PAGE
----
And one fun fact, apart from coming with Dolby Atmos stereo speakers, it comes with Motorola CrystalTalk, a technology Motorola has been developing since 2007 (it was one of the main selling features of the RAZR2 series back in the day). It has greatly improved since then, of course, but it’s cool to see this here. The same as the water-repellent coating Moto has included since 2011 in its phones.

And then you get Ready For, which is the evolution of the Motorola Webtop feature it launched back in 2011. Ready For amplifies your phone’s capabilities by connecting to any monitor or display. By connecting it to a screen, the screen turns into a desktop environment and you can access all of your phone apps and files in desktop mode.

And you can still use your phone, even as a camera for video calls. You also get TV and gaming modes when you connect it (with the in-box cable that comes in some versions with a dedicated remote, or wirelessly and it turns your phone into a remote control interface). And, if you connect it to a laptop, it opens a window with your phone interface in it. Handy, right? 

That will depend on the user and their needs. I was very excited for this feature when I got last year's 20 Pro, but to be honest I have not used it that much, apart from TV mode.

The version I got, though not all versions come with it, includes a stylus, and a flip case, which attaches the stylus to its back. The stylus is charged by the phone itself via wireless charging. I haven’t used a stylus since the MotoMING A1200 in 2006, so this was a weird, nostalgic experience (I know there are smartphones with stylus out there, but I hadn’t used one in ages). It’s nice for drawing and playing around for a bit, but it’s not my cup of tea.

Also, a very neat hardware feature I have to praise is the 68W TurboPower charger included with the phone. It’s so damn fast. You can get your phone charged in about an hour. And that charge will last more than a day with heavy use (and I watch TikToks all day).


Because I miss the old days. Back in 2004-2009, phones were cool and fun. Now they are just screens, and no matter how many megapixels or gigabytes of RAM are added, it’s all more of the same. Tech blogs pushed the narrative that the more specs, the better, even if the product has no personality. It sucks.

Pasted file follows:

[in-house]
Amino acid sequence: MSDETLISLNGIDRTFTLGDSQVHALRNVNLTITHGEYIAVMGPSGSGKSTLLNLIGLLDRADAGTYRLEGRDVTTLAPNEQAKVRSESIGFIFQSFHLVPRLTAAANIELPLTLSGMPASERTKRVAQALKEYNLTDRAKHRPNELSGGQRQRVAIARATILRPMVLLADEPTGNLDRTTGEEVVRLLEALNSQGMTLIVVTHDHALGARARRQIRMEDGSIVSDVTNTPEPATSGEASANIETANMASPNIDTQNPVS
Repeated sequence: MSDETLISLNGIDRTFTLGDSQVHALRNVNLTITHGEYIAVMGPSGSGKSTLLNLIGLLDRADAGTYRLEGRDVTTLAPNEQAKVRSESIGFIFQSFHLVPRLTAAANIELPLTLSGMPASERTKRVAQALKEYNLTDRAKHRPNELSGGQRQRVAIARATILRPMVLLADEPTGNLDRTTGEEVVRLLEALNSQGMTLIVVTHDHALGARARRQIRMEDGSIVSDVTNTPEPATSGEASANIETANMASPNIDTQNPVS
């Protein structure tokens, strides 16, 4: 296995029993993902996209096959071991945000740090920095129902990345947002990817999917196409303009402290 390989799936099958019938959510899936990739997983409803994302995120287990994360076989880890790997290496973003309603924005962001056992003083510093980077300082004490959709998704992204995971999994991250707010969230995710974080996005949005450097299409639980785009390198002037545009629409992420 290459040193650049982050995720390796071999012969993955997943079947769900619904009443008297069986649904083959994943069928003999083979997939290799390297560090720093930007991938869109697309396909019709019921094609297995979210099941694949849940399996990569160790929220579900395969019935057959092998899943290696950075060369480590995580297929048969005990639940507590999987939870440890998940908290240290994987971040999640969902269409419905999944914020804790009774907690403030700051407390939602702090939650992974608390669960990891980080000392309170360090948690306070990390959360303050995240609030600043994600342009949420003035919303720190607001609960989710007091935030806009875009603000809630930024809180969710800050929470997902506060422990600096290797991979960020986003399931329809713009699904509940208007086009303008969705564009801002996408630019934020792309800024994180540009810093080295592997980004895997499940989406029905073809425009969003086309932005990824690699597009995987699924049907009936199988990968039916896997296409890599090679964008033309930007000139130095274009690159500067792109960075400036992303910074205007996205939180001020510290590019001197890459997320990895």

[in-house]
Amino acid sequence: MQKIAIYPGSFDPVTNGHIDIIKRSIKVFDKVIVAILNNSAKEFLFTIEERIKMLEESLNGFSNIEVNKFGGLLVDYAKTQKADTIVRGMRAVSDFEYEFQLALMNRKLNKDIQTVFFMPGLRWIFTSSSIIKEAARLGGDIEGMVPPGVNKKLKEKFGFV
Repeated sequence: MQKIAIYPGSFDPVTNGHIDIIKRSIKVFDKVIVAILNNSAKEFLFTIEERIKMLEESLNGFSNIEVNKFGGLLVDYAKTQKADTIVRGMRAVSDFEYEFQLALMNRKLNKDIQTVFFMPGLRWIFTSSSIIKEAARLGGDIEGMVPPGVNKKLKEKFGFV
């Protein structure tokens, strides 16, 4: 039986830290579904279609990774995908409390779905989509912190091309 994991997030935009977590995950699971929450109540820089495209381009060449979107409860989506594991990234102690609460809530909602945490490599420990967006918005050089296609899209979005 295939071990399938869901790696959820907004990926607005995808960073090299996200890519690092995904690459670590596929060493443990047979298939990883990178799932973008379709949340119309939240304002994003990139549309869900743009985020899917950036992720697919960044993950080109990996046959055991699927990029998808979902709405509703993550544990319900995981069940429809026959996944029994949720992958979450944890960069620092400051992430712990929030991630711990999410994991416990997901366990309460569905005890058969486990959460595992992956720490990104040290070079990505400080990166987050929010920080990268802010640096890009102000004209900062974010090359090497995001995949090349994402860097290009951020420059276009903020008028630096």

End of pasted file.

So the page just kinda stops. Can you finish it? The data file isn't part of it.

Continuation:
People often like to talk about the success and obsession with the first iPhone generations. As much as I don’t like to mention it, the product itself looked unique, different from anything out there. But that’s what the industry was already doing in its own feature-phone-ish way: cool designs and weird features. And with the iPhone craziness, they lost themselves in a race of trying to imitate the iPhone at first, and then competing for having the most impressive specs.

But I still think it’s all about the unique experience a product can portray, to also make its user feel unique. And that’s where foldables have a huge opportunity. And for Motorola, the RAZR brand itself, even if the 2019 and 2020 RAZR launches weren’t handled perfectly, can still have a great outcome. In them you can see the unique and design points I’m talking about, and that’s the reason thousands of customers got those phones. Not because of night mode. Not because of the Snapdragon processor. Not because of the refresh rate. They got them because it feels like nothing else out there. And it feels good.

I’ll stick to foldables as long as they keep releasing them. RAZR means a lot to me for obvious reasons. It’s innovation and nostalgia at the same time. It’s a product I prayed for every night for years. And when it was relaunched in 2019 it was exactly what I expected.

As for the Edge series, I get it. Motorola needs a conventional flagship, because the world is not ready to be cool and have fun. The Edge 30 pro is a very solid phone with very unique features and a beautiful rear design. Sure, for much less you can get the regular Edge 30, which looks prettier in my opinion, and you won’t notice the difference in specs. The regular 30 feels more like a Moto Z, which already had a unique character.

Still, the 30 Pro is a very neat device, and a powerhouse I would recommend. And now that even newer EDGE phones are coming, its price will probably drop. It’s already a good deal, but now it might get even better!

As I said, though, I’m sticking to the next RAZR release. Call me crazy. I don’t care.